By the third or fourth year, you should be able to pick freely. Here in our Zone 3 garden, the final harvest is in mid-July or so, then we leave the rest of the plants to grow.
Weeding an Asparagus Bed
Our garden is an organic garden, so we don’t use any type of chemicals here. Although you can use chemicals like roundup to keep your bed weed free, that’s not the route we go.
The most important thing to keep in mind when cleaning and maintaining your Asparagus patch is to NOT disturb the roots of the plants. This is because if the roots get cut or nicked by your garden trowel, that portion of the plant may die. Asparagus roots are so sensitive!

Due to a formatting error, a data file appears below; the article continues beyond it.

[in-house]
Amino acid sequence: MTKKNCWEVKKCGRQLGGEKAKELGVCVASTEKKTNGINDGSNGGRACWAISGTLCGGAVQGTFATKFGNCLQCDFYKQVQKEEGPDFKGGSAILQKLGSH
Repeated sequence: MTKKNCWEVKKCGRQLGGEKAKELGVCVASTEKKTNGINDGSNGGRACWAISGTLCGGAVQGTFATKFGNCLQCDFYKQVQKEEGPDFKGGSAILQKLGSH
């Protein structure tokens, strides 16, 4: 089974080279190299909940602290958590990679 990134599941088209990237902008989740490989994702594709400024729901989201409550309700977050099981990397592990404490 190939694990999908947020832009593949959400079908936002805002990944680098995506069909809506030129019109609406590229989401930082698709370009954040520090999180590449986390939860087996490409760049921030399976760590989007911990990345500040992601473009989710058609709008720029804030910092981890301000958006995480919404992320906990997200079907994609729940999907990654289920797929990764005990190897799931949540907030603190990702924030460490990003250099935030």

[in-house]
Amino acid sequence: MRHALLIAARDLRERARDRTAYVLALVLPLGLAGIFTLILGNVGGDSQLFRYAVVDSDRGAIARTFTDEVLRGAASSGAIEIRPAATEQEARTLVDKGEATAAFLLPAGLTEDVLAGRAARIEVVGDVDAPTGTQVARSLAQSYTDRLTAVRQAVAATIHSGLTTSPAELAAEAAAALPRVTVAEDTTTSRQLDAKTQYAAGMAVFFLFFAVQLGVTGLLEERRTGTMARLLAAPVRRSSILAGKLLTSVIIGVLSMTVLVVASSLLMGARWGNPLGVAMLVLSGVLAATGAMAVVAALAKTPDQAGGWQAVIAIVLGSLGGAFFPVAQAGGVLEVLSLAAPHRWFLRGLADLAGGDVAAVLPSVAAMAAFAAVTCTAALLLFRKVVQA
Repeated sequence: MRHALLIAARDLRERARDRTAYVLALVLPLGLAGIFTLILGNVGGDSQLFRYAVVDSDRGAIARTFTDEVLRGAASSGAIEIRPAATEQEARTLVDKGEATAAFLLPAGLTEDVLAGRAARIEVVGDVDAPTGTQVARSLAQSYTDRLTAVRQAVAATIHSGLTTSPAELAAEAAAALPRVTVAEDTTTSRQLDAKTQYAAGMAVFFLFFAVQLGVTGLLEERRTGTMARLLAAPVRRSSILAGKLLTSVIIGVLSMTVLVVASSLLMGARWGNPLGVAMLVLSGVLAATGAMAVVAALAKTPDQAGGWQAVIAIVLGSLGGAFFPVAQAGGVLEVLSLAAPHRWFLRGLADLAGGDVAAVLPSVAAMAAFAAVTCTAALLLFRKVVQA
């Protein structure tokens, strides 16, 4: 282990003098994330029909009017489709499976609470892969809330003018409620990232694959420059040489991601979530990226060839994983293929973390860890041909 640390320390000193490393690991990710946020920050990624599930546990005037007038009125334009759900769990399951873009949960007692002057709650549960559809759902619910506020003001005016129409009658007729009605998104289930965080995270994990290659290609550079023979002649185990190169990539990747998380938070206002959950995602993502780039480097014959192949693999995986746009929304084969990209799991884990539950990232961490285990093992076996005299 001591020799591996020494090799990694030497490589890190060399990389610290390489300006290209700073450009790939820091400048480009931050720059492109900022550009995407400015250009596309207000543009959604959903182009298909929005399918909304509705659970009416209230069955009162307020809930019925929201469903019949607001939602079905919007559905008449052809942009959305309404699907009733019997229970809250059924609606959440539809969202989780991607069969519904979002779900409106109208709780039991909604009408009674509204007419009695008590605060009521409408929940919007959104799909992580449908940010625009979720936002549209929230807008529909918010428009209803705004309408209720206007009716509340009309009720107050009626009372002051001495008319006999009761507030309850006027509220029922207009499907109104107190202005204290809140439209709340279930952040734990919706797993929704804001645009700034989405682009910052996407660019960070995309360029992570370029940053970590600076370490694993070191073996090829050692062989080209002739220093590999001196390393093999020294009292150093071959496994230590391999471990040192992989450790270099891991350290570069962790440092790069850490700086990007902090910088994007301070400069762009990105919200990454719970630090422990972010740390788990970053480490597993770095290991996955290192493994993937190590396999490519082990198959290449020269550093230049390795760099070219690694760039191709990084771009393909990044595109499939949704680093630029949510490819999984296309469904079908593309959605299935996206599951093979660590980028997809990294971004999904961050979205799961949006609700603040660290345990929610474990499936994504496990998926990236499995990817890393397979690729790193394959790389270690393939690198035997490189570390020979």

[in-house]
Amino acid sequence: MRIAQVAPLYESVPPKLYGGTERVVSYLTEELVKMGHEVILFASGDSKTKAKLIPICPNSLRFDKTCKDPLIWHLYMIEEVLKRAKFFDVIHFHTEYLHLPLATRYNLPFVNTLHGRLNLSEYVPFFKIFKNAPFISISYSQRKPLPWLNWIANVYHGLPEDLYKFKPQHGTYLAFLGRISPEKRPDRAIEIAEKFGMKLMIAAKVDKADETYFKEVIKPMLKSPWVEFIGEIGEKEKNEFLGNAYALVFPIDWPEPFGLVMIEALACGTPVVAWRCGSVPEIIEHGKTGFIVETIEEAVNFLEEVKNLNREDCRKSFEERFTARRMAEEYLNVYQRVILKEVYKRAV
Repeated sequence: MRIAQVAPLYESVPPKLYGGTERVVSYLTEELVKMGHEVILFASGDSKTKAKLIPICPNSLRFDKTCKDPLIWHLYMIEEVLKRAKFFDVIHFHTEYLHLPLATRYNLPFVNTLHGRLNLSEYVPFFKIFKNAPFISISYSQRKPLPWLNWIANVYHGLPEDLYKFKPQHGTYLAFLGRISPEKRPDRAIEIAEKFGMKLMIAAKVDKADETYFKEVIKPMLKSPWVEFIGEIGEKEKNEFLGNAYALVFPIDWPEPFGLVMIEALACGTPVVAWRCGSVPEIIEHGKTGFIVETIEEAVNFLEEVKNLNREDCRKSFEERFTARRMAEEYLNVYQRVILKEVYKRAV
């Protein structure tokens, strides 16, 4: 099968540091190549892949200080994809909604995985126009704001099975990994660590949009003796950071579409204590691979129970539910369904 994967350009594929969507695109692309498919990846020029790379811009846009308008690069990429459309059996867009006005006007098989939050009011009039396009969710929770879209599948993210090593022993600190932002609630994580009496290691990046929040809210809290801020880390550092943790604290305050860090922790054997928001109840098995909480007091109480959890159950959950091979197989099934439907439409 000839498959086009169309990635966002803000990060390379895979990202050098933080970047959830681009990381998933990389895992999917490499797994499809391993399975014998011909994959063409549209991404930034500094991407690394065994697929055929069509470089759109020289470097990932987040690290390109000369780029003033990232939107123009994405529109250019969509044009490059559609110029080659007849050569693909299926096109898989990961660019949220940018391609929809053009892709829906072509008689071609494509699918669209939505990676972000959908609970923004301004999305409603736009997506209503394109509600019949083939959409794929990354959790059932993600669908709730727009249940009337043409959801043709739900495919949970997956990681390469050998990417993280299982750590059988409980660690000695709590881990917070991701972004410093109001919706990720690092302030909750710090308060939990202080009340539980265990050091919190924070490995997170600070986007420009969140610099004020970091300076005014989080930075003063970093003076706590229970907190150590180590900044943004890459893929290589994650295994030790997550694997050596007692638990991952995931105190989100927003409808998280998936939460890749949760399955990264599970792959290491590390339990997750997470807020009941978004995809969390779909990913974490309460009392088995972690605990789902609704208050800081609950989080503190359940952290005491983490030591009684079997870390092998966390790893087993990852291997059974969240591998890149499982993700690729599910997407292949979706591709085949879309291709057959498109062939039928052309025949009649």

If you have lots of weeds that have creeped into your patch, start weeding at a point farthest away from the actual plants. Then use a shallow garden trowel to gently start lifting the dirt and pulling weeds.
I have learned from experience that the roots are so darn sensitive to any lifting or nicking that I won’t use either a hoe or a shovel. I use only the shallower garden trowel. Always remember, shallow cultivation is the key!
Soil that is lightly worked will make it easier for getting rid of weeds. Take your time and start working your way from the outside of the bed, where you can did deeper and work towards the actual plants, where you will need to work much shallower and gentler.
If you have any trailing weeds, like couch grass or Johnson grass (that grow by underground runners), this process will make it easier to get the entire root out without breaking off.